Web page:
Thank you seems to be the hardest word

Words can spark people’s hearts, be it words of encouragement, words of wisdom, words of affirmation, or words of appreciation. When it is said, it will leave an impact to the other person, positive or negative. That is why we must watch what we say. Words of gratitude and appreciation is the easiest to spark someone’s hearts. When we receive a gift, help, attention, love, give way, praise, or even money, instinctively we would be saying ‘thank you’ to show our appreciation. Since we were young, we have been taught by our parents, elders and teachers that the word ‘Thank you’ is a magic word, and should be said when the situation calls for it. However, it seems that in recent times, this magic word has lost its magic in some people.

I remembered when I went to get my 1st Covid-19 vaccination in Selangor. People were so worried and tried to keep their distance from each other. Some of them looked skeptical and avoid talking to people, even the volunteers. It was disheartening to see how the volunteers were treated by some of the visitors. Some were treated as if they were criminals. From my observation as well, many of the visitors could not care less to say ‘thank you’ and did not show any signs of gratitude when the volunteers helped them. I could even count with both hands how many times the word was said. However, it was a relief to see that even when they were treated badly, the volunteers were still very helpful and attentive.

The word ‘thank you’ can be expressed verbally and by using gestures. In other cultures, both were used simultaneously, showing how appreciative people are in giving gratitude to others. For example, Spaniards are known to be very expressive. When they greet each other, they will show it by word and gesture. When they wanted to say thanks, they tend to hold the other person’s hand and sometimes they can give a peck on both sides of the cheeks.  In Malaysia, there are many ways of how we show our gratitude using gestures. For instance, we nod our head, put our right hand across our chest, raising the hand, raising the tip of your hat, give a thumbs up signal, among others. Now that we are familiarizing ourselves in the new normal, gestures such as above are more than welcomed, as we avoid saying thank you especially when we are not wearing a mask.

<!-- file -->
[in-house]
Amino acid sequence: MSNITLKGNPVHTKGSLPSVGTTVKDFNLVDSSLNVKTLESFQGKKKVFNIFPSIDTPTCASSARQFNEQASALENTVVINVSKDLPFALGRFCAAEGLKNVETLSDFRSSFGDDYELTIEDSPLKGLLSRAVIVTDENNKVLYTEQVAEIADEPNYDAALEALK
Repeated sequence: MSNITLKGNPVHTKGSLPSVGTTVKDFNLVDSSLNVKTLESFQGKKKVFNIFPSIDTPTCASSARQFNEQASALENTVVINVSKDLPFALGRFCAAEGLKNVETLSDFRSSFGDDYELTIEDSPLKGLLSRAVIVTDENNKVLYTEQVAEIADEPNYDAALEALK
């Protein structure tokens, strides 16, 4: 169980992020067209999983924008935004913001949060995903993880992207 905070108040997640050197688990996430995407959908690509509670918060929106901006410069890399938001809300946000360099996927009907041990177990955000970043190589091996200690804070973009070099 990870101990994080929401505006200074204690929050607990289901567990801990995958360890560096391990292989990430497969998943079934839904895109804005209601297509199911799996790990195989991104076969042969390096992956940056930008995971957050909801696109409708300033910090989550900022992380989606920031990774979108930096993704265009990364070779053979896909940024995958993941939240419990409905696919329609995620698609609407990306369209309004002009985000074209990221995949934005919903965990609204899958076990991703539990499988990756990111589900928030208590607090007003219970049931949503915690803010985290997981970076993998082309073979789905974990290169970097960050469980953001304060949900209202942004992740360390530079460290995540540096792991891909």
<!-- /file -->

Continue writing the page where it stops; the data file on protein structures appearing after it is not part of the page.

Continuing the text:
People these days, especially the younger generation seem to lack the courtesy and common sense. What will happen in another ten or twenty years? Will the word ‘thank you’ vanish altogether? Will the younger generation even know the word? Could they even know the meaning of it? Will the word lose its meaning and intention? Are they saying just for fun and to get some benefit from saying it? These questions are worrying as it is not something to be proud of, having the future generation to have lack of empathy. As mentioned earlier, thank you is a magic word. When the magic is gone, what will be left will be nothing but despair, leaving us with a society that are selfish in nature.

 

Saying thank you might lift up a small weight from someone’s shoulder.

Saying thank you might change someone’s day.

Saying thank you shows that you appreciate.

Saying thank you shows that you care.

Saying thank you will never make you poor.

 

 

 

 

Nurul Sabrina Zan

Language Teacher (Spanish)

Dept. of International Languages

Centre for Language Studies

Universiti Tun Hussein Onn Malaysia (UTHM)

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